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Sore Throat

A sore throat is a symptom, not a disease. A sore throat may be the result of a bacterial or viral infection or it may be the result of irritation caused by smoking, excessive loud talking, overly dry heated rooms, or the result of secretions from the nose draining down the throat in association with a cold or allergy.

When a clinician looks in your throat, he/she looks for redness and patches of white, yellow, or grayish material. He also considers if you have a fever, pain around the sinus areas, lumps in the neck, and how many days the symptoms have been present (usually about 7 days).

He may do a "rapid strep test", which tests for Group A Streptococcus (Strep), a bacteria. If this is positive, you will be given a prescription for antibiotics, which treat the bacterial infection. Since other bacteria may cause a sore throat, your clinician may choose to do a throat culture; however these results are generally not available for 24-48 hours as they are sent to our reference lab. Your clinician may also prescribe an antibiotic based on the presenting symptoms. However antibiotics are not generally recommended since they may cause adverse reactions.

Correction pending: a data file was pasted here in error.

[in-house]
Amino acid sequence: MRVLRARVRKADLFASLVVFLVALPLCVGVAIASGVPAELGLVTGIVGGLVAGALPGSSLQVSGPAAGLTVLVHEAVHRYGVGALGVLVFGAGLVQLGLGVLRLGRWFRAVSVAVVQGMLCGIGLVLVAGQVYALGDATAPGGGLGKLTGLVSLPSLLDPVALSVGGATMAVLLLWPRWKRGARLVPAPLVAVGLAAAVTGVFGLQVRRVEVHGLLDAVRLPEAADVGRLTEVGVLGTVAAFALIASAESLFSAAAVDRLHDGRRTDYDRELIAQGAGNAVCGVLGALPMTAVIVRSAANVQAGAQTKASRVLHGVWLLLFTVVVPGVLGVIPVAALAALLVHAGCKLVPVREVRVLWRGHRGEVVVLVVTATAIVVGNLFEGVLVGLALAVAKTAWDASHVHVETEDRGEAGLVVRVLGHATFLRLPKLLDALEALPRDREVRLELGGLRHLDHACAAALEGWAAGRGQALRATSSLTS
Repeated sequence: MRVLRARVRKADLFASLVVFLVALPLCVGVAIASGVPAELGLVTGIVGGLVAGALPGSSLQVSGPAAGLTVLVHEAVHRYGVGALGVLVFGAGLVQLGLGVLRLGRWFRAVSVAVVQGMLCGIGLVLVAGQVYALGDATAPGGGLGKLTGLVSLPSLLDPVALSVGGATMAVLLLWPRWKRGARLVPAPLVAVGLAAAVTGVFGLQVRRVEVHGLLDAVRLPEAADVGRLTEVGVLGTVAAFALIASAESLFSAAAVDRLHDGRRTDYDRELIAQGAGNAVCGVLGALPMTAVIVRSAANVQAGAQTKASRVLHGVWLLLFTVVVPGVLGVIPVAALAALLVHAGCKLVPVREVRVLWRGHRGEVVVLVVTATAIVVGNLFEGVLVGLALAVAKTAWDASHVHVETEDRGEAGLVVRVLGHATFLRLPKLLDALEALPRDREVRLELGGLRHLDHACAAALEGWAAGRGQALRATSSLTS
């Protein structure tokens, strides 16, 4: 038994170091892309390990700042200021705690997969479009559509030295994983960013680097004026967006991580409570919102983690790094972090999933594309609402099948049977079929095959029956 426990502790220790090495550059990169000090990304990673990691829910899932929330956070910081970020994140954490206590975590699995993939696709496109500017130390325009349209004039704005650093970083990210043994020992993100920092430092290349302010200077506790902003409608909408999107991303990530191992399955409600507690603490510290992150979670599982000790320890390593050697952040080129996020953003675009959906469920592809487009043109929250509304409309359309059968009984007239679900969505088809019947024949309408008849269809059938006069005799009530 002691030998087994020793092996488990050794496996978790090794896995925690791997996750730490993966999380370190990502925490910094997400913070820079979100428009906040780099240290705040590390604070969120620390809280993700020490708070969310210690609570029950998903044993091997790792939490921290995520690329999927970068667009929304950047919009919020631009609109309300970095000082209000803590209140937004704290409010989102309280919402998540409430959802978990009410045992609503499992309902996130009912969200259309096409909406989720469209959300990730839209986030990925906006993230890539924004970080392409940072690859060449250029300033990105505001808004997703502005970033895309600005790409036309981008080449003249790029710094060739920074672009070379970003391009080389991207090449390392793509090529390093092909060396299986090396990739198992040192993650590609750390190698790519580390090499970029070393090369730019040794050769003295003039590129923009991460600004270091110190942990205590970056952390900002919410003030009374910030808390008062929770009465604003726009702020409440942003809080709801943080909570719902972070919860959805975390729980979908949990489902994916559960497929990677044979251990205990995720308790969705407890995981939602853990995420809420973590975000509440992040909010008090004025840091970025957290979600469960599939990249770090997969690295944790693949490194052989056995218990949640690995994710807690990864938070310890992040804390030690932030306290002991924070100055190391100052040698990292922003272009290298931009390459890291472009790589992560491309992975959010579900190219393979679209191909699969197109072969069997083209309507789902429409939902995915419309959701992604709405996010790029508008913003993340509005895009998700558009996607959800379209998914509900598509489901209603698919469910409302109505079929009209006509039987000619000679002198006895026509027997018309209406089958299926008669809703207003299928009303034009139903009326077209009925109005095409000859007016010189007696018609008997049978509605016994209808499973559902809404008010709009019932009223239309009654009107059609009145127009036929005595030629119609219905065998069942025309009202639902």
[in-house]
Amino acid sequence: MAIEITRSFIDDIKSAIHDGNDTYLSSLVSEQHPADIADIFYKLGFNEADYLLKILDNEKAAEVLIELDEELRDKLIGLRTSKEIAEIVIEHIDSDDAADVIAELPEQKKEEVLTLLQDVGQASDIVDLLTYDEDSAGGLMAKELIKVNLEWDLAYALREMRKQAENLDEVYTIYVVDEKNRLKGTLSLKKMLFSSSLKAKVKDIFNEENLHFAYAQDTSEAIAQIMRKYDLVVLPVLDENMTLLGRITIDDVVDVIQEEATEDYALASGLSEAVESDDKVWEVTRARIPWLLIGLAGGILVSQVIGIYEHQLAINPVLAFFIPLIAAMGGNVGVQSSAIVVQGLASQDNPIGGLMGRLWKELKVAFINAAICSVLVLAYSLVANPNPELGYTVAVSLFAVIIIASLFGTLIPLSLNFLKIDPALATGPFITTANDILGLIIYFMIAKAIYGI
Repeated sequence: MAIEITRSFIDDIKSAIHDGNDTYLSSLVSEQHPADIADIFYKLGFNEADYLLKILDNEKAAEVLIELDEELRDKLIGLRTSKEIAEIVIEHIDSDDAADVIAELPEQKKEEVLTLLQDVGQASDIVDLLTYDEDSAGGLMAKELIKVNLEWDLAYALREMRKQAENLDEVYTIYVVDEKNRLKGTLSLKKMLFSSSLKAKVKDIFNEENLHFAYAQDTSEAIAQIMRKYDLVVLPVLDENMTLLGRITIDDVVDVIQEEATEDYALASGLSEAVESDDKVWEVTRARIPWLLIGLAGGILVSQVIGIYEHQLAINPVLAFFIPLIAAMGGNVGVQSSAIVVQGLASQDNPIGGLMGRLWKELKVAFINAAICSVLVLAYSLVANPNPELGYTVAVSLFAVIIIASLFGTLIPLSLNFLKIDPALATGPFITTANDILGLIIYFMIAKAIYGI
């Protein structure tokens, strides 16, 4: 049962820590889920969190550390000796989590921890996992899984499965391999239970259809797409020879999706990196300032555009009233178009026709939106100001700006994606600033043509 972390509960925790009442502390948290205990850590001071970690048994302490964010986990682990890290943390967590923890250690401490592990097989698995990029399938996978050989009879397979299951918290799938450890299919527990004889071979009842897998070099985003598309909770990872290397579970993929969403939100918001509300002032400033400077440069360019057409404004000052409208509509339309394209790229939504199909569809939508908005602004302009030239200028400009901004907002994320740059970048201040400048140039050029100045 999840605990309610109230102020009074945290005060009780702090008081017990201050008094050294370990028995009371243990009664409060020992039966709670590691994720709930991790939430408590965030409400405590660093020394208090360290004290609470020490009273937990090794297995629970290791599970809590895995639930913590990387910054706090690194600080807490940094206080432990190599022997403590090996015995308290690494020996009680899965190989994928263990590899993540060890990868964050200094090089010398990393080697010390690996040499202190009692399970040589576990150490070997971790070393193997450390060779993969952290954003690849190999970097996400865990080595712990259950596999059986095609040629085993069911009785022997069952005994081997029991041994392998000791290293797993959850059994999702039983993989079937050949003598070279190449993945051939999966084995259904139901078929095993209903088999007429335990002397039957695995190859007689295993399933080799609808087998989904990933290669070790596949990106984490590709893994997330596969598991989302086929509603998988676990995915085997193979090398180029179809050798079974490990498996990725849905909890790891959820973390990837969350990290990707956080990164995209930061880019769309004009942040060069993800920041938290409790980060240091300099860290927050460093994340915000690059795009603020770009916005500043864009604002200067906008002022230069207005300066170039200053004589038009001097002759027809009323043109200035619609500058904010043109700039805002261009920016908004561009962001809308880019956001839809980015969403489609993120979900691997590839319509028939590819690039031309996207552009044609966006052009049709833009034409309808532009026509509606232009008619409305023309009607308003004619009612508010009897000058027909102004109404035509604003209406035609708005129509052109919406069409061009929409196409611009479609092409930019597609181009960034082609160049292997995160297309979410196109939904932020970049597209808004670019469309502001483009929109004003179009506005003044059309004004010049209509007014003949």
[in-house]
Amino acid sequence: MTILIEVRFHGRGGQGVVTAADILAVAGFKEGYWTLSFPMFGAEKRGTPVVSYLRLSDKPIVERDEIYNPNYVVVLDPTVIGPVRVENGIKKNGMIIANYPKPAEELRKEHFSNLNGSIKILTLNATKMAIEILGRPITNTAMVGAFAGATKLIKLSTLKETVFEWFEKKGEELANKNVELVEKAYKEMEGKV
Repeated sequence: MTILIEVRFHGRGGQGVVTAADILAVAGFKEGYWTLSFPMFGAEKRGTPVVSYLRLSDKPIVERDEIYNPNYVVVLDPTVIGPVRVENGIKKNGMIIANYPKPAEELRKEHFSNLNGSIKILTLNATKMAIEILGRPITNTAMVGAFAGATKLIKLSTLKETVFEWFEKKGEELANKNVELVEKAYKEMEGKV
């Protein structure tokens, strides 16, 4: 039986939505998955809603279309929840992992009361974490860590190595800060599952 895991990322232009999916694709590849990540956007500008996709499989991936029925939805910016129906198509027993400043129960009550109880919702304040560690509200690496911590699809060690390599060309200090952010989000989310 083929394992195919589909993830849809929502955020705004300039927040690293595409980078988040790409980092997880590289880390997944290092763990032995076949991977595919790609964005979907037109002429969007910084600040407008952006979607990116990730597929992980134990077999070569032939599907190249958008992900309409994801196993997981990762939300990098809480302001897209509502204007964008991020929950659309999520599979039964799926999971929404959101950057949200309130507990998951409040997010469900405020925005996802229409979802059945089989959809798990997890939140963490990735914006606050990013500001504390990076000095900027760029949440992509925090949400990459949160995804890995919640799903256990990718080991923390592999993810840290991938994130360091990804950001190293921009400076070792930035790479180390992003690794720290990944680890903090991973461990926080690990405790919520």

Since only 10% of sore throats are due to bacteria, treatment of a sore throat consists of alleviating the symptoms. Treatment consists of:

  • acetaminophen or ibuprofen for pain relief and fever reduction.
  • gargling with salt water (1/2 to 1 tsp. salt in an 8 oz glass of warm water), or honey & warm water (equal parts).
  • sucking on hard candy or throat lozenges can soothe the throat.
  • drinking plenty of water or other clear liquids to help keep the mucous membranes moist. Avoid caffeine and alcohol.
  • get enough rest and eat proper, nutritional meals.
  • avoid irritants like cigarette smoke, irritating inhalants, and excessive talking.
  • use of humidifiers or vaporizers to add moisture to the air.

See a healthcare professional immediately if you cannot swallow or become short of breath.

CONTACT HEALTH SERVICE OR YOUR FAMILY DOCTOR FOR FURTHER INFORMATION OR CONCERNS.